Garry J. Garrett
garry_garrett at csgsystems.com
Thu Jan 31 15:02:42 GMT 2002
Scott Gifford wrote:
> David Lee <t.d.lee at durham.ac.uk> writes:
> > > As for allocating a pseudo terminal per smb client; again, I'm going
> > > to stick to the flavors of Unix that I know, and pick on Solaris. Out
> > > of the box, Solaris builds 48 pseudo terminals. Because sometimes
> > > users use an X-Windows program (such as exceed) to fire of say "xterm"
> > > via "rlogin" or "telnet", etc. (thus "soaking up" 2 pseudo terminals
> > > for one user login), this ends up supporting about 30 users. Of
> > > course, you can bump this up (to 1024) by editing /etc/systems and
> > > doing a reconfiguration reboot ("boot -r" in Sun lingo). As someone
> > > mentioned here, they have 800+ smb clients on their system. You
> > > could easily run out of psuedo terminals if you allocated one per smb
> > > client. If you had enough smb clients, you could allocate all of
> > > your pseudo terminals for your smb clients and then not have any
> > > left for people to login with.
> > Ah! here we get to a misunderstanding. I wasn't anticipating or
> > suggesting using real pseudo-ttys (that phrase sounds weird!). Rather
> > using some means analogous to pttys, which might be OS-variable.
> Why would it be a problem to ask admins to create additional
> pseudo-ttys or else not use this feature? On systems with heavy
> interactive user, I have seen upwards of 1000 pseudo-ttys with no ill
> effects. There's no significant performance penalty for creating many
> of them, either
Again, speaking specifically about Solaris, there is a fixed upper
limit of 1024 pseudo terminals. It defaults to 48, but you can bump
it up to 1024. There is no *performance* penalty for increasing the
pseudo terminals. If I recall correctly, each terminal has a buffer,
which must exist in RAM (not virtual memory, real live RAM). Increasing
the number of pseudo terminals has an impact on how much RAM is available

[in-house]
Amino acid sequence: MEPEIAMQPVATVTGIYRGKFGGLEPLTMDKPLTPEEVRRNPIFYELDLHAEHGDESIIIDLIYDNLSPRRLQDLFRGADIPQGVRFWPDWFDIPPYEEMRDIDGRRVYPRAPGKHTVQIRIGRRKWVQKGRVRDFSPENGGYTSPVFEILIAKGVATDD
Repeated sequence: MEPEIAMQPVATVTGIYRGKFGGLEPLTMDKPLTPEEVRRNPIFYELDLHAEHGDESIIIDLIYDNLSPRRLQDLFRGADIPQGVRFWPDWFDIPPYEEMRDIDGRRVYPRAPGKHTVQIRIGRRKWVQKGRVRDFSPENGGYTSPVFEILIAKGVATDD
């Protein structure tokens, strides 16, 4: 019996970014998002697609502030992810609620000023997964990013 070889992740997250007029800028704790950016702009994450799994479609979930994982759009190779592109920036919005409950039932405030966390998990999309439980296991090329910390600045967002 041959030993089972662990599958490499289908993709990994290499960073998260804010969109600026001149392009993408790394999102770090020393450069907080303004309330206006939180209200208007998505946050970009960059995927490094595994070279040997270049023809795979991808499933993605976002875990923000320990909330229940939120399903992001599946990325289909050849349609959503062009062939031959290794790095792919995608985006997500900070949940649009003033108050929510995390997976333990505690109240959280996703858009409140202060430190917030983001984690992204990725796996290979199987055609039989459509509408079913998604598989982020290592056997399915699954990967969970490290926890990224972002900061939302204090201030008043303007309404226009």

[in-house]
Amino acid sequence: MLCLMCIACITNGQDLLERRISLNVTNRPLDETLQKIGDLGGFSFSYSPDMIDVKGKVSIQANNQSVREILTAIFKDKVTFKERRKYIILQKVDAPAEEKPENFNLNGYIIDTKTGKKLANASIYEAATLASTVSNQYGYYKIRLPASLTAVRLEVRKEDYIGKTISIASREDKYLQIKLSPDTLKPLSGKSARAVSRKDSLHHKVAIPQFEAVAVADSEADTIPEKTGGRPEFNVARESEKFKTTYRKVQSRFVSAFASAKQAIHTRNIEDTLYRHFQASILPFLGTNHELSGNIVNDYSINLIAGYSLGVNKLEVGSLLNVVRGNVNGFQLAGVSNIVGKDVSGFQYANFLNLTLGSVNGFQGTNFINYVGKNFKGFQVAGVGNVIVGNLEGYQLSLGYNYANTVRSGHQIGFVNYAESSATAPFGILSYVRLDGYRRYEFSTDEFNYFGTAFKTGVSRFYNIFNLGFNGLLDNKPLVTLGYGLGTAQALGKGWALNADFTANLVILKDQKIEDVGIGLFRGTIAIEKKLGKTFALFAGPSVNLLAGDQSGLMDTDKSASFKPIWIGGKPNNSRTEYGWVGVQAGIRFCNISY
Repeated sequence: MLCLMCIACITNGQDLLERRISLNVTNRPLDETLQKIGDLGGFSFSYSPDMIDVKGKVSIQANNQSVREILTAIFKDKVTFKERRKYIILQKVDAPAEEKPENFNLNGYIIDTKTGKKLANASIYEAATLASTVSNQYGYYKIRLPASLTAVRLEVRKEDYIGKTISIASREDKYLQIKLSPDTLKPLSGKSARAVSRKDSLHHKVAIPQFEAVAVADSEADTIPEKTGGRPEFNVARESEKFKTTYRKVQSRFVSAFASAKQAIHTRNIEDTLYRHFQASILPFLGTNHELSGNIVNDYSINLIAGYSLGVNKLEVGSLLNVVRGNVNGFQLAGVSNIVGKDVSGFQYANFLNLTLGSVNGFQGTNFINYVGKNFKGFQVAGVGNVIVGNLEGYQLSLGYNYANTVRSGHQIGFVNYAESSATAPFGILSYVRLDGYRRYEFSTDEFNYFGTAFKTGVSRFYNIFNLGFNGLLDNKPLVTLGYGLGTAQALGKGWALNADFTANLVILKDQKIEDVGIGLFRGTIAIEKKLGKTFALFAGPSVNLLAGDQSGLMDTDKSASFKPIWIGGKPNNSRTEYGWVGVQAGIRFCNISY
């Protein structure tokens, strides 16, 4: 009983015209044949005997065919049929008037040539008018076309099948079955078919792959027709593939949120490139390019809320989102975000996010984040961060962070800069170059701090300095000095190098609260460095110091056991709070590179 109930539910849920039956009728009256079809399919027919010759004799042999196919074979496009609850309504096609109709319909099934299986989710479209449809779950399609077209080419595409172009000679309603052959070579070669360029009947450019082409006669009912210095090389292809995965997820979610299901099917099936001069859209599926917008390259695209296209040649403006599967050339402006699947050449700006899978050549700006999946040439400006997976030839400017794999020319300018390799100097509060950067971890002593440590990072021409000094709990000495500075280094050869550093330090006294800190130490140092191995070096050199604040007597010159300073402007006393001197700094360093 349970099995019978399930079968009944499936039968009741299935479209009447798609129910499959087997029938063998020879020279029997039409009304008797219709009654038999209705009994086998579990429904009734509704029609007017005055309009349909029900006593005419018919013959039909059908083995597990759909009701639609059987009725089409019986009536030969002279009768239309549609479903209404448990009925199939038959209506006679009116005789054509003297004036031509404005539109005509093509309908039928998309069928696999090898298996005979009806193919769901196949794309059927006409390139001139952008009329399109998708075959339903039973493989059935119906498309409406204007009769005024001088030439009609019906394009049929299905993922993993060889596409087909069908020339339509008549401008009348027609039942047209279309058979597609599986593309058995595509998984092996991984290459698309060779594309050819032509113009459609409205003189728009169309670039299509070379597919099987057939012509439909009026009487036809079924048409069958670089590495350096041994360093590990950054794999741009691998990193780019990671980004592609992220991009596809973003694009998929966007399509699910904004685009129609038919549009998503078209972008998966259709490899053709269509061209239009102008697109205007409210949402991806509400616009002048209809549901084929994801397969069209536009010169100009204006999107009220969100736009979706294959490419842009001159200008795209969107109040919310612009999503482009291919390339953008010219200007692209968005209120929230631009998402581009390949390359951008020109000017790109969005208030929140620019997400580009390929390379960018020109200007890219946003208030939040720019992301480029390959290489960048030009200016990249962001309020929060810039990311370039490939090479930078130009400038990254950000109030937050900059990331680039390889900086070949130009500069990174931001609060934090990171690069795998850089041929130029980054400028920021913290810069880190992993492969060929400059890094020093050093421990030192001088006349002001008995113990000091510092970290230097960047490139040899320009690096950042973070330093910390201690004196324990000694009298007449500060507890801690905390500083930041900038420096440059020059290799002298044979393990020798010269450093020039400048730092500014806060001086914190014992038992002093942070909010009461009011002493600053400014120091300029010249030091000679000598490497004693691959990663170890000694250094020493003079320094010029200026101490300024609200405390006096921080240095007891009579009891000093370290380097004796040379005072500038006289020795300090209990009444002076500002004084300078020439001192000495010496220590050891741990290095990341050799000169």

for general processing. Of course, 1024 x 2K buffer is 2MB. Back in
the days of 16MB of RAM, that was a tough pill to swallow, but now-a-days
that you buy RAM by the GB, this is probably not so much of an issue.
Never the less, with 1024 being an upper fixed limit to the number of
pseudo terminals (I think this limitation is due to the naming
conventions), you could easily on a system with a lot of SMB traffic
use up all your pseudo terminals.
The point is not that it's a bad thing to force SysAdmins (if they
want this wall functionality) to allocate more pseudo terminals,
the point is running out of pseudo terminals is a bad thing(tm).
The issue is, even with 1024 pseudo terminals, you can run out.
PS: For those of you who don't get the "(tm)" thing, it was a
running joke on the Great Circle Security Listserv. We were
going to copyright and trade mark all the truely bad ideas,
then sue anybody that used them, thus forcing them to clean
up their code. :-)
Garry J. Garrett
CSG Systems, Inc. ._o o __o
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My Homepage - http://garrett.no-ip.com:8080/
...Professor Plumb, in the DMZ, with the named pipe...
I do not speak in any capacity on behalf of CSG Systems, Inc.
I get into enough trouble speaking for myself.
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